Models from M_2 to M_5 was obtained through the integration of 4-intersection^{42} and winding number methods.^{44,45 }Appendix C presents the result of the matrix model of binary topological relationships of order , according to the application of the binary topological rules indicated in the diagrams of Figure 2.

The models M_2 and M_4 found a total of 12 insular FCU of both Marine Island and fluvial island types, in addition to another 14 FCU located at the continent - ocean interface. The models M_2 and M_4 presented identical distribution of FCU, which indicates that by the rules used the 26 FCU geometries are represented within the CMS geometry.

The M_3 and M_5 models found an expressive number of FCU, 25% of the total FCU, which indicates the existence of different types of topological relationships between the base layer (CMS) and the target layer (FCU), when considering the topological relationship between polygon - polygon and polygon - point.

The M_3 model, with less restrictive topological rules (Figure 2), revealed that 82 FCU have a topological relationship with CMS by considering the polygon – polygon relation. The model M_5 found that 63 FCU present the centroid coordinates located within or on the boundary of the CMS.

**Algebraic topology and the indication of CFUs overlap with the CMS**

The CMS has a wide longitudinal variation overlapping with 4 UTM zones (Universal Transverse Mercator) and is completely inserted in the EEZ over areas which the country has sovereignty. Outside the limits of the EEZ the creation of Brazilian protected areas depends on international agreement.^{46}

The M_1 model found 4 large federal conservation units located beyond the external limits of the CMS: two located on the limits of the EEZ and two located in international waters zone (Figure 3). Thus, in future reviews of the current limits of the CMS, it is necessary to include the geometry of these FCU, because their obvious relevance, both in area and in terms of their ecological representativeness.^{47,48 }Protected areas located in international waters (ABNJ) are important for the conservation of global biodiversity.^{49}

However, the definition of strategies for the conservation of biological diversity of the two CFUs located outside the Exclusive Zone of Brazil is a complex task, because it represents a theme still poorly known by scientists and little addressed by policy makers.^{48,50} The model M_1 revealed a situation in which the FCU found does not agree with reality. Thus, this model shows that the use of government database will provide a completely inadequate answer to the basic applications for legal purposes, such the real number of FCU located within the CMS and their relationship with other legal limits (states, cities, biomes).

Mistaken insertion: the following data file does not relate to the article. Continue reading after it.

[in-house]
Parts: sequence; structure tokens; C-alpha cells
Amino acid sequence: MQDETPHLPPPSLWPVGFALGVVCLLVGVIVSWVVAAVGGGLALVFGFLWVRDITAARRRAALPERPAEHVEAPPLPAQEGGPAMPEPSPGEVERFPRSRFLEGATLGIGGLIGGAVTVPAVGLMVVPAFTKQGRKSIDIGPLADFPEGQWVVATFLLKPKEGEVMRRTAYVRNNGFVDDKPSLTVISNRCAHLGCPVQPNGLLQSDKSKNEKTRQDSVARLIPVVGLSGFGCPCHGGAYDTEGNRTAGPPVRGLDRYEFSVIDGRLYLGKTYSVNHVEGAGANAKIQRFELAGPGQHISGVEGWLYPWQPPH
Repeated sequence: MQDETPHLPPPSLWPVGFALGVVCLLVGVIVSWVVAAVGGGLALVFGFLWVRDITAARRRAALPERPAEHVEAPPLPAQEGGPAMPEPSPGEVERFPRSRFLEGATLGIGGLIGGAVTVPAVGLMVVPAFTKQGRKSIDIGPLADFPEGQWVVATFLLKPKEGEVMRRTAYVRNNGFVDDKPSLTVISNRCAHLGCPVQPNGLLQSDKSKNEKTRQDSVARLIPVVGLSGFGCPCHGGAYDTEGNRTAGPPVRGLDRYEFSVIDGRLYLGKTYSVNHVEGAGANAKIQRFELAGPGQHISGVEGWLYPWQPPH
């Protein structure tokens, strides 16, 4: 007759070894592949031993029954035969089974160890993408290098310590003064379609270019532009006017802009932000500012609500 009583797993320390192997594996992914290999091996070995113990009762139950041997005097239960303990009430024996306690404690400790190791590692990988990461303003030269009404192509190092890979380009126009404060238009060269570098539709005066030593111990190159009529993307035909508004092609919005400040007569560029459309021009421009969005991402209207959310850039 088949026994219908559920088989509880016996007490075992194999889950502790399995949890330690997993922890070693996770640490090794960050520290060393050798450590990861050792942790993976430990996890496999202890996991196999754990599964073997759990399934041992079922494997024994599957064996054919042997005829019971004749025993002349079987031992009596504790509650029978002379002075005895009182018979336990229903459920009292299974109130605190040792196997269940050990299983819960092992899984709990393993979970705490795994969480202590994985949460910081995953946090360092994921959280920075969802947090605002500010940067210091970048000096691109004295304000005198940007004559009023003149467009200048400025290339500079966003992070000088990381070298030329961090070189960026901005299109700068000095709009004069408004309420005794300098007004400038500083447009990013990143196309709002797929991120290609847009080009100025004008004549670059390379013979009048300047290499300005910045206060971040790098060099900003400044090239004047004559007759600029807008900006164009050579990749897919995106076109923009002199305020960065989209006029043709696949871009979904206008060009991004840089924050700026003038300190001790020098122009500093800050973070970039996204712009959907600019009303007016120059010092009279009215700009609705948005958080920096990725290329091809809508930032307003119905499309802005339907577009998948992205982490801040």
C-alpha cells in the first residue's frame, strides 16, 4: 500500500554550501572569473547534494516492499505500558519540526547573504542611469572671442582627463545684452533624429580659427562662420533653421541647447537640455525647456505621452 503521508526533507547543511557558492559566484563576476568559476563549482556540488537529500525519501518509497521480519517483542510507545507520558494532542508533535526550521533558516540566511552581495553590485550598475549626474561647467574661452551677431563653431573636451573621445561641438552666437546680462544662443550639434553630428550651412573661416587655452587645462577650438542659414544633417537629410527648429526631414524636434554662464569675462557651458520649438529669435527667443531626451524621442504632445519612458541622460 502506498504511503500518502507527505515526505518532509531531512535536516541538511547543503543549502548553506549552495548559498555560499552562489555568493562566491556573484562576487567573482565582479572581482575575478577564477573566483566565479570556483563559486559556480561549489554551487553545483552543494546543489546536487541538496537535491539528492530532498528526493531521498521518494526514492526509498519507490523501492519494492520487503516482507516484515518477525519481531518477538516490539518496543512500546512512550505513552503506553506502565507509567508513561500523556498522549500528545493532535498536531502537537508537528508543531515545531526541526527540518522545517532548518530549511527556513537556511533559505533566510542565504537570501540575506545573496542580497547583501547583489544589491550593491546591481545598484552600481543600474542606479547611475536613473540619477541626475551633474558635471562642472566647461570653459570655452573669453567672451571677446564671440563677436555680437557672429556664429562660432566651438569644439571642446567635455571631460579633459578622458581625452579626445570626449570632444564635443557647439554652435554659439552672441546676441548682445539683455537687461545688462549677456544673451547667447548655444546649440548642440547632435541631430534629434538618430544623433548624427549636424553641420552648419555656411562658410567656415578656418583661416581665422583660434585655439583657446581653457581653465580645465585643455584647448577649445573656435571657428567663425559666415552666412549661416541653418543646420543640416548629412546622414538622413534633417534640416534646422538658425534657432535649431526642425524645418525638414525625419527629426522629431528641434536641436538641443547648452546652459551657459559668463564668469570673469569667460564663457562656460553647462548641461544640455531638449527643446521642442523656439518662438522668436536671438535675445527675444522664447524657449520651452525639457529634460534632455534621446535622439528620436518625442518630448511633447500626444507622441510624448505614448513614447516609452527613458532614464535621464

The M_2 and M_4 models produced maps with 12 FCU related to eleven oceanic islands, and one fluvial island, in addition to 14 other FCU located at the biome – ocean interface. However, some coastal FCU were not found, such as the Coral Coast APA, Parnaíba Delta APA, Algas Coast APA and Tamoios ESEC. The exclusion of FCU located on coastal areas and islands of remarkable importance indicates that the way the information is placed on the database cannot result in adequate reports, regarding the simple consultation about the real number of FCU related to the new CMS limits.

The inadequacy of the topologic processing for models M_2 and M_4, based on the interaction between pairs of irregular polygons, may be associated with two factors: a) in some parts, along the shoreline, the overlap range between the continent and the CMS is narrow, which prevents the limits of the FCU from being completely within the CMS; b) topological rules 1 and 3 (Figure 2) require *that "the geometry of the target layer element must be completely within the geometry of the base layer",* while the spatial model proposed by IBGE (2019) admits a partial overlap between features of irregular polygons, represented by the irregular geometry of the CMS and biomes. Thus, to improve the M_2 and M_4 models, it would be necessary to determine, in the topological rule, what is the degree of partial overlap of the CMS - FCU pair for the FCU to be selected. This presents itself as a quantitative challenge, both for the theoretical bases of the structuring vectors proposed by IBGE (2019), and to select alternatives among the various types of non-empty topological interactions, considering irregular polygons pairs in ${\mathbb{R}}^{2}$
.^{41}

The higher number of FCU found in the M_3 model is explained by the application of rule 2 (Figure 2), which offered less topological restriction than any other topological rule tested. Thus, the matrix model returned non-empty ${(}^{}\overline{){\rm O}})$
in all possibilities of topological relation between two polygons.^{36,41,42} However, in the topological processing of M_3 a ‘geometric mismatch’ was also observed. In this model, the topological relationship between polygon-type features – polygon enabled the selection of FCU whose border only touched the border of the CMS. According to Jordan's Theorem,^{38} the boundaries of polygons are "a list of arches" and arches are objects embedded in ${\mathbb{R}}^{1}$